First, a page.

WASHINGTON – The Senate unanimously approved two amendments introduced by U.S. Senator John Boozman (R-AR) to the Majority’s Budget resolution that passed early Saturday.
Boozman’s working to ease regulatory burdens imposed on community banks caused by the Dodd-Frank bill. While community banks were facing growing regulations prior to its passage, the financial reform law has exacerbated those burdens, leading many of these local institutions to wonder if they will be able to survive, much less grow and thrive. The Boozman Amendment (#389) creates a fund in the Senate’s Budget to accommodate any future legislation that would ease regulatory burdens on community banks that have to comply with rules imposed by the Dodd-Frank bill.
“We need regulations to ensure our financial system remains on a sound foundation. However the one-size-fits-all approach to regulating our banks is not the answer. Community banks didn’t cause the 2008 financial crisis and they simply can’t afford the burdens of complying with the increased regulation. The additional rules make it very difficult for these institutions to serve the community in their current capacity,” Boozman said. “I’m happy to see my Senate colleagues support reducing the onerous regulations imposed on our community banks.”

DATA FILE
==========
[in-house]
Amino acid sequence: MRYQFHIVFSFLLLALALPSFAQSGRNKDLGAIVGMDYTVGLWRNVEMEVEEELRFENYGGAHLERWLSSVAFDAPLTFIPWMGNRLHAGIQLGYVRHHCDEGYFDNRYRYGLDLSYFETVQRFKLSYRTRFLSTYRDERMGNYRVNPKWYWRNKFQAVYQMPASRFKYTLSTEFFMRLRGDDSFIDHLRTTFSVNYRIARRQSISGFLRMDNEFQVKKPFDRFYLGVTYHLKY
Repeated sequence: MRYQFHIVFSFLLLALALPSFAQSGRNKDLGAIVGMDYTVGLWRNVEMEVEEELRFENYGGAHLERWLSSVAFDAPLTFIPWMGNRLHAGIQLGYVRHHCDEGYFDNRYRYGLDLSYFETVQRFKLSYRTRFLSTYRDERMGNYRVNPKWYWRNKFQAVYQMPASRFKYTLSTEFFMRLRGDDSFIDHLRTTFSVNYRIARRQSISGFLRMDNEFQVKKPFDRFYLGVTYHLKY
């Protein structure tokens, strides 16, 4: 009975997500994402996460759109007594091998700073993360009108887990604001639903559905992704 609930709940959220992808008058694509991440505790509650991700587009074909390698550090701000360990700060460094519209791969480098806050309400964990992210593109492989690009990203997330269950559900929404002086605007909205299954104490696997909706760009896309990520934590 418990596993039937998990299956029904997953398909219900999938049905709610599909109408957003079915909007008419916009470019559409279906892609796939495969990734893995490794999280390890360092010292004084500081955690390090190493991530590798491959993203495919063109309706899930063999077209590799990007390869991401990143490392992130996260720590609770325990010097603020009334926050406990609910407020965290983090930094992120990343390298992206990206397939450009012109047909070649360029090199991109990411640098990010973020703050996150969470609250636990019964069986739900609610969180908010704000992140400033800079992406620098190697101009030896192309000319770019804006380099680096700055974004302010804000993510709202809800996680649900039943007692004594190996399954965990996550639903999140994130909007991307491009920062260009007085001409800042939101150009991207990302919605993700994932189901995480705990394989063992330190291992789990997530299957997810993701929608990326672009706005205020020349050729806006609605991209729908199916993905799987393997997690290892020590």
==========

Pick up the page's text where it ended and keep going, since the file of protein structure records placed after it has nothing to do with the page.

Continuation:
Boozman’s efforts to protect private property rights were also supported in the Senate. The Boozman Amendment (#527) would establish a deficit reduction fund in the Senate Budget to accommodate future legislation related to the protection private property rights. This amendment specifically discourages eminent domain abuse while preserving the legitimate use of eminent domain under our Constitution, for customary purposes, such as to acquire property for public use, for public rights of way, to acquire abandoned property, or to remove immediate threats to public health and safety.
“Eminent domain abuse occurs when private property is taken by the government and transferred to another private owner, not for any legitimate reason, but just because the government thinks it knows what’s best. I’m pleased senators showed their support for protecting property owners’ rights. We need to focus on policies that encourage ownership and defend the rights of property owners against government abuse of power,” Boozman said.
Finally, the Senate approved an amendment introduced by Senators Jeanne Shaheen (D-NH) and Boozman that will strengthen and reform Federal offices of Inspectors General (OIGs), and reduce OIG vacancies. There are currently IG vacancies at the Department of Labor, the Department of Homeland Security, the Department of the Interior, the Department of Defense, and the Agency for International Development. These major departments and agencies have been without an IG since at least 2011. The Department of State’s IG Office has been vacant since December 2007.
“IGs are responsible for saving billions of dollars every year, and they fight on the front lines against waste, fraud, criminal activity, violations of civil law and regulation, and other inappropriate activities within Federal Agencies,” Boozman said. “I had filed an amendment (#188) to address these IG vacancies, but I was glad to join with Senator Shaheen on her amendment and make this a bipartisan effort to support IG oversight of government agencies. Filling vacant IG positions is an important part of the President’s role in creating an accountable government that works for the people.”